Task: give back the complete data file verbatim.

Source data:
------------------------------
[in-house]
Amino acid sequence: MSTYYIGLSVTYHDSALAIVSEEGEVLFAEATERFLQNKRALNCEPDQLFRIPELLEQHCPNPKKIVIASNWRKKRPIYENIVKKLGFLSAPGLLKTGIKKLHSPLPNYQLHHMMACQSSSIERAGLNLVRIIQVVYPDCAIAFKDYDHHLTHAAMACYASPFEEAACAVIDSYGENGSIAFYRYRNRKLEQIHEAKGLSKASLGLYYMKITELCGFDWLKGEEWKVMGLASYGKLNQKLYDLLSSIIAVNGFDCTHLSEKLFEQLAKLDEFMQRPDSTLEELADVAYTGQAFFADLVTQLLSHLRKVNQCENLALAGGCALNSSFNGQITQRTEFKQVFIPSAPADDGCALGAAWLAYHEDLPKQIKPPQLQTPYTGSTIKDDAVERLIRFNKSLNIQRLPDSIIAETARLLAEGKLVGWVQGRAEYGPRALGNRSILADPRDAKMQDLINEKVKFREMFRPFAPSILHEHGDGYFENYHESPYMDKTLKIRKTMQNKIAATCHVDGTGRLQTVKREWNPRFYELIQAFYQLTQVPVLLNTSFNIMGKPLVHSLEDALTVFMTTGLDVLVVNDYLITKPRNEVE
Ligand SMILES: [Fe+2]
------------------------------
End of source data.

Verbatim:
[in-house]
Amino acid sequence: MSTYYIGLSVTYHDSALAIVSEEGEVLFAEATERFLQNKRALNCEPDQLFRIPELLEQHCPNPKKIVIASNWRKKRPIYENIVKKLGFLSAPGLLKTGIKKLHSPLPNYQLHHMMACQSSSIERAGLNLVRIIQVVYPDCAIAFKDYDHHLTHAAMACYASPFEEAACAVIDSYGENGSIAFYRYRNRKLEQIHEAKGLSKASLGLYYMKITELCGFDWLKGEEWKVMGLASYGKLNQKLYDLLSSIIAVNGFDCTHLSEKLFEQLAKLDEFMQRPDSTLEELADVAYTGQAFFADLVTQLLSHLRKVNQCENLALAGGCALNSSFNGQITQRTEFKQVFIPSAPADDGCALGAAWLAYHEDLPKQIKPPQLQTPYTGSTIKDDAVERLIRFNKSLNIQRLPDSIIAETARLLAEGKLVGWVQGRAEYGPRALGNRSILADPRDAKMQDLINEKVKFREMFRPFAPSILHEHGDGYFENYHESPYMDKTLKIRKTMQNKIAATCHVDGTGRLQTVKREWNPRFYELIQAFYQLTQVPVLLNTSFNIMGKPLVHSLEDALTVFMTTGLDVLVVNDYLITKPRNEVE
Ligand SMILES: [Fe+2]